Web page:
Eric Leigland, a fourth-year apprentice from SMART Local 10 in Minnesota, is self-admittedly not a writer. But when he was approached by Helmets to Hardhats to pen a column about his experience in the union and his military career for Pioneer Press/TwinCities.com in St. Paul, he couldn’t say no.
The column, which ran the week following Veterans Day, discussed his 26-year career in the military and how he came to be a sheet metal apprentice in his late 40s.
“I assumed it would be all younger people, but it was kind of a spread,” said Leigland, 51, in an interview. “In my class, right now the youngest is 22, maybe, and obviously, I’m the oldest, but the second oldest is 40. So, there is a fair amount of people who got into this later in life, as well.”
For Leigland, choosing to start a third career was a simple decision. He had not only retired from the Army Reserves and completed six years of active duty as a Marine, he also retired from his local Department of Corrections. He values the union’s benefits package and retirement option not offered by many careers anymore.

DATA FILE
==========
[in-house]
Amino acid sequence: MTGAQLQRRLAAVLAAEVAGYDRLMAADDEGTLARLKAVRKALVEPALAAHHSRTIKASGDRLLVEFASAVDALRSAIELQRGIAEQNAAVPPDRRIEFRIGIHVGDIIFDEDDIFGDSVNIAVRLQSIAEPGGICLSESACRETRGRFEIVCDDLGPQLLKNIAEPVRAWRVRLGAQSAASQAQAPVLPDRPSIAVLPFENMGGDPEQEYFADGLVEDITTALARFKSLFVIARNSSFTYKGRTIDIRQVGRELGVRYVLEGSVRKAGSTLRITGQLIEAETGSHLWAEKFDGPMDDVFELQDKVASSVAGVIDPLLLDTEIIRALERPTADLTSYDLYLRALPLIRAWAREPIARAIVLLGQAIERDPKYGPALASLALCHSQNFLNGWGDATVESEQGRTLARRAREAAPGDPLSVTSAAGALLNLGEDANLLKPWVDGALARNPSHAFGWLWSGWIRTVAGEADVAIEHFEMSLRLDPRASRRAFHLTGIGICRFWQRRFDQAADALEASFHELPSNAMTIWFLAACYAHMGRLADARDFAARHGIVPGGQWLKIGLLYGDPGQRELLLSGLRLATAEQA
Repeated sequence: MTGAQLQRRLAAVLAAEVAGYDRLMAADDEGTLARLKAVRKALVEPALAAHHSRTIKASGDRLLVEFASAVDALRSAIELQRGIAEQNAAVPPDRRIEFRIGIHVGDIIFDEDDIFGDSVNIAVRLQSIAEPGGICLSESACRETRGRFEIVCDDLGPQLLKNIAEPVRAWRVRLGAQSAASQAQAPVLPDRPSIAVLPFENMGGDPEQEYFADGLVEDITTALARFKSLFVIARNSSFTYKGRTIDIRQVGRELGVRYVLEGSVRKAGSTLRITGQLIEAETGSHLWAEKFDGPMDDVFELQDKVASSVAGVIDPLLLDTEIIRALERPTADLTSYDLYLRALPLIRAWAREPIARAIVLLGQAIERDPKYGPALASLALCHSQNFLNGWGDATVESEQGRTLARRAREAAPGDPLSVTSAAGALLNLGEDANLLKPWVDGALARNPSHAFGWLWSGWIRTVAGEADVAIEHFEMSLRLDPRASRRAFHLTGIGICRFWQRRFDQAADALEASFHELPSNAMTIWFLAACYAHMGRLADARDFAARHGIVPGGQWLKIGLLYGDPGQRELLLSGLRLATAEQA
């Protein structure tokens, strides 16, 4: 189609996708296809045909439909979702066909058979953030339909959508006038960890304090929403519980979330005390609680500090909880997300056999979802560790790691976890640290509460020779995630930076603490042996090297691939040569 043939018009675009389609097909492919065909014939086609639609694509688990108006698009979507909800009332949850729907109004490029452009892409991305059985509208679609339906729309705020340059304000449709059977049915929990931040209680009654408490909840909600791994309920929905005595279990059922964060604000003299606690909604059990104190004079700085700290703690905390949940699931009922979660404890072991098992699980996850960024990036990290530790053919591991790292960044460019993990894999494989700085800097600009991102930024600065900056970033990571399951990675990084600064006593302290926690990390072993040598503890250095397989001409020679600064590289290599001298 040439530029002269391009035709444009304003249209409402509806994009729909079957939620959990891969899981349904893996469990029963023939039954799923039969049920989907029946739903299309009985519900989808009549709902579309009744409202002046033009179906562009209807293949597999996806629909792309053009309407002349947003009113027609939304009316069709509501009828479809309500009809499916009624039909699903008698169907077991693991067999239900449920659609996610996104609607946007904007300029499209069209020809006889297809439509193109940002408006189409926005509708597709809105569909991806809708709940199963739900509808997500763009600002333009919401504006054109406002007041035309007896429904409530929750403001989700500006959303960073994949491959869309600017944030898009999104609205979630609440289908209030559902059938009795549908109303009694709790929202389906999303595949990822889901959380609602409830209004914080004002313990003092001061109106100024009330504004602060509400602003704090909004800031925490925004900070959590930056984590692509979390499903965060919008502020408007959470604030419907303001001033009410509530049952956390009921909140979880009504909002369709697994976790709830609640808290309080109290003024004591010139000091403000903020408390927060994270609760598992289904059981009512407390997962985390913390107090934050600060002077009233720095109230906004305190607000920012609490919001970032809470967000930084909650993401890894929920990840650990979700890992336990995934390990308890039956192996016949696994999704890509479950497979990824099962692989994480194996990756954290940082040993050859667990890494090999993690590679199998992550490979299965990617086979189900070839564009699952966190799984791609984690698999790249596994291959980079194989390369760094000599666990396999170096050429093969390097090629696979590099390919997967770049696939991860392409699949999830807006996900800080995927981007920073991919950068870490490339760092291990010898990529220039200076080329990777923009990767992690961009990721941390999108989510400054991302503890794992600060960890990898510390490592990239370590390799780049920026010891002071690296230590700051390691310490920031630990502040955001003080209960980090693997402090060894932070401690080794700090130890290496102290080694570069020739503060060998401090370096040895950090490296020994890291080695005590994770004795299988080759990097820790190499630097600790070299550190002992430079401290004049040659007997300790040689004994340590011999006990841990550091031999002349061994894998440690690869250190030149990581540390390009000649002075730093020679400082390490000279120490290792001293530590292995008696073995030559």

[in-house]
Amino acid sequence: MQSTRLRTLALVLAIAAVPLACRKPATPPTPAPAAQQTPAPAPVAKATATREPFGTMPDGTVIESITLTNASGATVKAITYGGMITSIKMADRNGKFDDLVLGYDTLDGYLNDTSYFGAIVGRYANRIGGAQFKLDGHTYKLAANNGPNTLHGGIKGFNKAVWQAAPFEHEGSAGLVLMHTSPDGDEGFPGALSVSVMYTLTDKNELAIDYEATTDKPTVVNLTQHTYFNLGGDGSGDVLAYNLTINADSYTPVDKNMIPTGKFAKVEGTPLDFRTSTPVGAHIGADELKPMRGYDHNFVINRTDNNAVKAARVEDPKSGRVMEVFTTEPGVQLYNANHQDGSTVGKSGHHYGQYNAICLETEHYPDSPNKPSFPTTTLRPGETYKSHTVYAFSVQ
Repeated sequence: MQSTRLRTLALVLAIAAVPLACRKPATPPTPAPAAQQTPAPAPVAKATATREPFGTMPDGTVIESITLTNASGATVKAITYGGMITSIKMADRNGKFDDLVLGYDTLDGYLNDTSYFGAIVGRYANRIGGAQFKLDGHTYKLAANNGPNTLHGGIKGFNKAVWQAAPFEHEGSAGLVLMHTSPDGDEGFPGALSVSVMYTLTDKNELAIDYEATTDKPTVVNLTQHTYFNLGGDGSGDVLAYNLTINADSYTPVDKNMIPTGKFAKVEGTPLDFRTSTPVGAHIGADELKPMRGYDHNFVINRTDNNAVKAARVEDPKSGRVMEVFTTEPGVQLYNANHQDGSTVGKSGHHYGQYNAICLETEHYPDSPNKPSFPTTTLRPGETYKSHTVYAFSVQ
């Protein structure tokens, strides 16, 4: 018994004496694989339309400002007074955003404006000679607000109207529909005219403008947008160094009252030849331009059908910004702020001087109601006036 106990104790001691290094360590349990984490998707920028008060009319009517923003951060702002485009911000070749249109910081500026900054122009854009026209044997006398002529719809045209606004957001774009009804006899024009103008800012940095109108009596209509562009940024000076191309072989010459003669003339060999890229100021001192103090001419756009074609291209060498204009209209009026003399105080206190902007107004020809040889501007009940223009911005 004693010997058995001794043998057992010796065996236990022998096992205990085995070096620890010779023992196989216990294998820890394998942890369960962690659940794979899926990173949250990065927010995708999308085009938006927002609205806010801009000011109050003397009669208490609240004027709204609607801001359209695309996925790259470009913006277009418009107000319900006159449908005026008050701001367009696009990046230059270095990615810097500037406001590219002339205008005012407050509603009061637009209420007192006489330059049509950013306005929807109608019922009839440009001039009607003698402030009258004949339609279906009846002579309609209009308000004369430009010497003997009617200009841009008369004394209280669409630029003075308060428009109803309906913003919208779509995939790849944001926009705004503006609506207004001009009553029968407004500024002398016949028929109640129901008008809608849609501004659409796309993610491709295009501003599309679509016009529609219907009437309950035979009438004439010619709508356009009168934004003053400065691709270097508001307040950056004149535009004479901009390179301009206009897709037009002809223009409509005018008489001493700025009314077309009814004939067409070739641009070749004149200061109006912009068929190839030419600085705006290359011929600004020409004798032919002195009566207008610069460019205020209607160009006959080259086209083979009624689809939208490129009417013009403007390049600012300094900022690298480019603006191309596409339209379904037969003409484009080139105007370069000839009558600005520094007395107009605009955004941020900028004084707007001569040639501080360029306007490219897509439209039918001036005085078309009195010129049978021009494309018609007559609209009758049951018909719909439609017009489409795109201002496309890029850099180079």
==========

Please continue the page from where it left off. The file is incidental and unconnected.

His first stop was the Helmets to Hardhats website, where he started researching different building trades. Knowing he wanted to work with his hands, Leigland asked around for current members’ opinions on their trades of choice.
“I knew people who worked in different trades, and they said, ‘you don’t want to do this.’ They really didn’t promote their field. They had been doing it for a while and were burnt out,” he said. “Sheet metal appealed to me. There was no one deterring me away from it.”
For most of Leigland’s apprenticeship he has worked in HVAC and has come to realize he enjoys sheet metal because of the gratification he has at a project’s completion.
“When you get to a job, it is a shell, and when you finish, there is a functional building standing in front of you,” he said. “It’s easy to see what you’ve accomplished.”
In life, as in his column, Leigland mentors young adults and explains the benefits of apprenticeship and seeking a career — not just a job — after military life is over.
“Regardless if you’re right out of high school or you’re a 40-something-year-old, you want to start a career, especially veterans,” Leigland said. “There are some great opportunities for a career in the trades.”